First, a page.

DKW: Ditko Kirby Wood

Note: This issue was translated by Diego Ceresa with Sergio Ponchione, Eric Reynolds, Kristy Valenti.

Sergio Ponchione's "DKW: Ditko Kirby Wood" is a fun and interesting tribute to a "holy trinity" of American comic book artists. In his homage to Steve Ditko, Jack Kirby and Wally Wood, Ponchione tells a tale that feels very much in the vein of his idols' work: a little trippy, vigorously detailed and deeply passionate. I wouldn't call this a must-read one-shot, but it's a touching and engaging experiment that makes great use of surrealism and metafiction.

The story is narrated by Ponchione himself, who explains Ditko, Kirby and Wood's contributions to a young artist who's brought him a portfolio for review. In a Ditko-esue push toward surrealism, he mixes the autobiographical with the fantastical. Many of the elements suggest that this is a true-to-life comic, but mixed in with all the realist details is the casually supernatural. Ponchione cites his past work on "Mister O'Blique," name-drops a real convention in Lucca and even shows his protege an actual book written by Blake Bell, who penned the introduction to "DKW." (I'm personally okay with blatant product placement if it's in the name of surrealism.) However, hallucinations, premonitions and floating bubble letters drive the story. Ponchione's protege is initially shocked, but neither of the characters is particularly fazed.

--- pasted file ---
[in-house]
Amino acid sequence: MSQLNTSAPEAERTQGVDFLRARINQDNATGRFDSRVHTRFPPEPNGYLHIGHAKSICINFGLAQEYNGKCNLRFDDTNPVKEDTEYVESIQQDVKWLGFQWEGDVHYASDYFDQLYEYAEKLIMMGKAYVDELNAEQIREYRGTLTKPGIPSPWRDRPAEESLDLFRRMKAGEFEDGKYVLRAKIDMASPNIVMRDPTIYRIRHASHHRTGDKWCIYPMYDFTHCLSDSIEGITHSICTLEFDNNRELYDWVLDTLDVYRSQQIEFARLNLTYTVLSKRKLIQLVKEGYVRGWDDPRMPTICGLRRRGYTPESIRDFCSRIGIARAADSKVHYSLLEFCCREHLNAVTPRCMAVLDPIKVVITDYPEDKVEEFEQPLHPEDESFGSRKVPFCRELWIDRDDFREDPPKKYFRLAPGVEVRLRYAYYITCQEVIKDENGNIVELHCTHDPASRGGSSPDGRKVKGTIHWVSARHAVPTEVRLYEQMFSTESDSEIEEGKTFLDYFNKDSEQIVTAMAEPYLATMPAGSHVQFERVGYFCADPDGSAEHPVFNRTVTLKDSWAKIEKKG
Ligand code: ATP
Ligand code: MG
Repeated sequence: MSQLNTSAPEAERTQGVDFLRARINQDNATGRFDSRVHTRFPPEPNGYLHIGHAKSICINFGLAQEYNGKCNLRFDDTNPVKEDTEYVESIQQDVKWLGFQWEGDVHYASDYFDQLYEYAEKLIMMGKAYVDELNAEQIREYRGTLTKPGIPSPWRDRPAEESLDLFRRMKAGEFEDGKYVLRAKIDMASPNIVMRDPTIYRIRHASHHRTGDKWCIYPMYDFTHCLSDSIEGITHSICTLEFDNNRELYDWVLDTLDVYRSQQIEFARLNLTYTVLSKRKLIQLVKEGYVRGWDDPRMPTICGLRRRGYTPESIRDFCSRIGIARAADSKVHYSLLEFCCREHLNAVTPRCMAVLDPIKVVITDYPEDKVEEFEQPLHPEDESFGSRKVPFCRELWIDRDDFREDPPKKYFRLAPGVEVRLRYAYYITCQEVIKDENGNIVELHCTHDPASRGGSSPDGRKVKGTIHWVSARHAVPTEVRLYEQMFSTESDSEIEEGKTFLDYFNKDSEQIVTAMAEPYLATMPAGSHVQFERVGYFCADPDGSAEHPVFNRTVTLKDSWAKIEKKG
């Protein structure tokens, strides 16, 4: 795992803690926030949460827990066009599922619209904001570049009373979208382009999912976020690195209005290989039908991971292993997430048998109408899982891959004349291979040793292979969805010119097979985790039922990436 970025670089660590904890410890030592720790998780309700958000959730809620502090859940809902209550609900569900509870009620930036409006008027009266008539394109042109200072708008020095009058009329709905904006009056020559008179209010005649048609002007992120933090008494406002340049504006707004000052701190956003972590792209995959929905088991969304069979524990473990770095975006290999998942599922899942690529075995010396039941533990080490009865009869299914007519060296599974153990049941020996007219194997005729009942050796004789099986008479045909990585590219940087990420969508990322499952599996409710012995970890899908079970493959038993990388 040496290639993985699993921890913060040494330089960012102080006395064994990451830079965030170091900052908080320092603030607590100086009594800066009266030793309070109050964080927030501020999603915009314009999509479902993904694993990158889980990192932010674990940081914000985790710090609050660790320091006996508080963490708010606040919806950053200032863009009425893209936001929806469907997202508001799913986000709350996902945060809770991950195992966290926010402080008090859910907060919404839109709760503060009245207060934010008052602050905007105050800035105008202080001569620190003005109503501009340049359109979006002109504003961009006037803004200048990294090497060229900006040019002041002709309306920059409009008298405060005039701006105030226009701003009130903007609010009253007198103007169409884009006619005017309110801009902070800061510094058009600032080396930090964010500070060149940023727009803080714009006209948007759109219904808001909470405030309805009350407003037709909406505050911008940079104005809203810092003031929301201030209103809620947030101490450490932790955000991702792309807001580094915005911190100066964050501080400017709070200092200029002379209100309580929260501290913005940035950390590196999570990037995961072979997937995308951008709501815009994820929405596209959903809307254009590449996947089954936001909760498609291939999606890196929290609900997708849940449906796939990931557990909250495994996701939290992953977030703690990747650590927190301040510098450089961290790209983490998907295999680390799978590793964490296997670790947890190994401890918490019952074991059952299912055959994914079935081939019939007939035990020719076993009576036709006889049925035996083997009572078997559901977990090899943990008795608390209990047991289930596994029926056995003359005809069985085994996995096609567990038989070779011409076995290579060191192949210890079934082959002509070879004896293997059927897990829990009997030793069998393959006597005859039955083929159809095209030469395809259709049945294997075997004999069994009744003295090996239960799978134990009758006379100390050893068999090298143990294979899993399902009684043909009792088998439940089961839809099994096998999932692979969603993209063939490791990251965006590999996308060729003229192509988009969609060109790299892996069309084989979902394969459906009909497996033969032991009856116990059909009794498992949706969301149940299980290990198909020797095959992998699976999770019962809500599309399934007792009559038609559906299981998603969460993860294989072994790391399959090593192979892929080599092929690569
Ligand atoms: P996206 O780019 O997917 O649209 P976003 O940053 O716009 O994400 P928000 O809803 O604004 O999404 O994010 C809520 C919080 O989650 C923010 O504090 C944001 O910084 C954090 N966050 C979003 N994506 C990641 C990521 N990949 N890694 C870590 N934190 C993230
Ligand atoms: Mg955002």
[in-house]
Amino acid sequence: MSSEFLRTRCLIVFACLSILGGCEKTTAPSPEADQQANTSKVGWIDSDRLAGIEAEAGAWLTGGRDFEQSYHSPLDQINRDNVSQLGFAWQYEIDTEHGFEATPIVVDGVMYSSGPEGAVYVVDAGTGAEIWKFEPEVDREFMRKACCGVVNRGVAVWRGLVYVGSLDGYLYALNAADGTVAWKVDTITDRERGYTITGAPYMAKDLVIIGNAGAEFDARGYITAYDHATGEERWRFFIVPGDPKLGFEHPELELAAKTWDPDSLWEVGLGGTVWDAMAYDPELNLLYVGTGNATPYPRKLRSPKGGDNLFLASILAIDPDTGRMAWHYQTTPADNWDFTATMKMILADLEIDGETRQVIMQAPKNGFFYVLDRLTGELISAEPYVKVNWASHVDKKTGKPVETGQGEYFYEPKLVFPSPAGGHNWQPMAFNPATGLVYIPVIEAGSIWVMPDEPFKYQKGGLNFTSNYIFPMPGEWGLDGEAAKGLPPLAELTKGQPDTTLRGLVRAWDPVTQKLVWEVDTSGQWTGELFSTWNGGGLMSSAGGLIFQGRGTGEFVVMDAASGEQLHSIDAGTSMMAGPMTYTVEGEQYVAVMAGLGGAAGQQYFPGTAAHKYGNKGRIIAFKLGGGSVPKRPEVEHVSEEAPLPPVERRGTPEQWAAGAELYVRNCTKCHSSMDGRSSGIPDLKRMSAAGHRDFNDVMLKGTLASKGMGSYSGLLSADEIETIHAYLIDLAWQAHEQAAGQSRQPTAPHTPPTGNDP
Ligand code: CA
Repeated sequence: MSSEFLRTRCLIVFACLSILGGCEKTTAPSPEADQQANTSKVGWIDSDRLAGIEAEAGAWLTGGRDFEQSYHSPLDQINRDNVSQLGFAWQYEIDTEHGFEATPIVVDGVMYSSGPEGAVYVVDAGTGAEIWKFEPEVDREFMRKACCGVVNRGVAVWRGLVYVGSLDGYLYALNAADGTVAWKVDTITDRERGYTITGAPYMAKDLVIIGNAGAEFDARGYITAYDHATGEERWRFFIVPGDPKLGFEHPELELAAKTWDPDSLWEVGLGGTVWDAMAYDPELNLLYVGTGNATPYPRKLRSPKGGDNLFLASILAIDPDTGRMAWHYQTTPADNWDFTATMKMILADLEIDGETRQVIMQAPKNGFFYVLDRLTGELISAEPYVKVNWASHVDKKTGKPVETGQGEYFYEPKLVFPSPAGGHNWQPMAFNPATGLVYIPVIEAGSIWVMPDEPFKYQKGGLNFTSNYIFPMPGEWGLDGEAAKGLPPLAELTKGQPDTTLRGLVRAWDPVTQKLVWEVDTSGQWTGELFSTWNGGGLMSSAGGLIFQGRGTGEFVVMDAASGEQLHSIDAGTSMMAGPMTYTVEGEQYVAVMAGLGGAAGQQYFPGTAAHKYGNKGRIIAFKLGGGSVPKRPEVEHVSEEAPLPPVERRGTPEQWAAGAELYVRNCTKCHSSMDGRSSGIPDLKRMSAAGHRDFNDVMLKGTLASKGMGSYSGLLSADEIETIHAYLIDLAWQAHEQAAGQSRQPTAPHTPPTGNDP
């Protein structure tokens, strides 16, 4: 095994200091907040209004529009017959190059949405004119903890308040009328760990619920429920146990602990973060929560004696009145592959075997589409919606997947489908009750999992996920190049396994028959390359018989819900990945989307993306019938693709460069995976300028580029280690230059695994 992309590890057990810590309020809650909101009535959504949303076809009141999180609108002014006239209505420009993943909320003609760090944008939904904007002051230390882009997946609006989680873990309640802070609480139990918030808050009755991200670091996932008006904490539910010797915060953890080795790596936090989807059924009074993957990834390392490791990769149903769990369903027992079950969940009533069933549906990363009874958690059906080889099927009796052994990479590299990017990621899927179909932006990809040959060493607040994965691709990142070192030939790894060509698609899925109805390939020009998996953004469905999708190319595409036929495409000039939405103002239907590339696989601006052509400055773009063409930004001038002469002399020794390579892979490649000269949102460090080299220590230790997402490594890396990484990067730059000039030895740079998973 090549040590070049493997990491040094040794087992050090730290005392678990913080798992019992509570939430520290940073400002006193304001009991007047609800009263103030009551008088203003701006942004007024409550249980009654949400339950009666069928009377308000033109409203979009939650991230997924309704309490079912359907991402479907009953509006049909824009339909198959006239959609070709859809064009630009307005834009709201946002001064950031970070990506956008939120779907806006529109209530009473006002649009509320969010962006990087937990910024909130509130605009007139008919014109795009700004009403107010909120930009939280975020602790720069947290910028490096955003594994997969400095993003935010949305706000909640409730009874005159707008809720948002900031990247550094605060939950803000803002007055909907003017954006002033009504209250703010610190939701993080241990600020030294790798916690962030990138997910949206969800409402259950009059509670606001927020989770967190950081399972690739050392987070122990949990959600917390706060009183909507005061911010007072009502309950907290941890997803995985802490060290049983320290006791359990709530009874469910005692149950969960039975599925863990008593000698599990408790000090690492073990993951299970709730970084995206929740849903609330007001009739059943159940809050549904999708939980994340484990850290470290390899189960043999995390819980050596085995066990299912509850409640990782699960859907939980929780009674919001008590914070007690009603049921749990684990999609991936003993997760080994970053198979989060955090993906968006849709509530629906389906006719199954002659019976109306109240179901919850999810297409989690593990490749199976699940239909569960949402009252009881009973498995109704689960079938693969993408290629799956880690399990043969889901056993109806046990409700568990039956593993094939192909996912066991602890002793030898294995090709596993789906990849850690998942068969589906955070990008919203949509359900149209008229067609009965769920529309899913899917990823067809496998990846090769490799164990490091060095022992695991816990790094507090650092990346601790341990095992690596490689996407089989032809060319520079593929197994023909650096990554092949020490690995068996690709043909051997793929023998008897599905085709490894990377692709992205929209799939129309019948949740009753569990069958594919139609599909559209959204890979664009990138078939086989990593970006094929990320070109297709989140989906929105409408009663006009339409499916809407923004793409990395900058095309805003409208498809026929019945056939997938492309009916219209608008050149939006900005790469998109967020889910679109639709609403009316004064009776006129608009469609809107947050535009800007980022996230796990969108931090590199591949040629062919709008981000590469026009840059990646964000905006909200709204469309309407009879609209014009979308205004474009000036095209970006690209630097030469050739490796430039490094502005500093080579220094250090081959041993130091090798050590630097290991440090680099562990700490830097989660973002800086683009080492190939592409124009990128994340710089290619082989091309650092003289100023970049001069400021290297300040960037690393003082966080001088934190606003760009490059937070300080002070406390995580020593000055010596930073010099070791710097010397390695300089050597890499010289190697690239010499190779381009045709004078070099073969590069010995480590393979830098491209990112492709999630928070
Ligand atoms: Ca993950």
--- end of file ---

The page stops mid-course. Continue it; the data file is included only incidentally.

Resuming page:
"DKW: Ditko Kirby Wood" has fun pushing the bounds of narrative and the conventions of fiction, just to see what gives. It isn't a serious exploration of how comics can be structured, and how they can get their message across, but it's an enjoyable tug at narrative and genre boundaries.

Ponchione's art also provides wonderful homages to Ditko, Kirby and Wood without feeling too much like cheap imitations. Ditko's section contrasts his solitary life with his active mind and output; Kirby's is a riotous explosion of imagination (set in space, of course); Wood's is a long-form article with dark, detailed pictures to complement the text. All three are washed in a yellow sepia that feels vintage, but not overly kitschy. It's clear that Ponchione has great respect for the trinity's professional success and feeling for their personal sufferings.

For all that I like about "DKW," though, it's interesting to consider who the intended audience is. Most of the biographical information that's provided about Kirby, Ditko and Wood is relatively basic, as many comics fans have a rough idea about these three men's lives. This might suggest a beginner audience. However, Ponchione's visual allusions to their work are probably only going to be recognized as such by readers who are already familiar with Ditko, Kirby and Wood's work. As a result, it wasn't easy to discern what I was supposed to get out of the book.

All in all, "DKW" is quite likeable. If you like your comics a little trippy and your tributes a little complex -- or if you're a fan of Ponchione -- you should definitely check it out.

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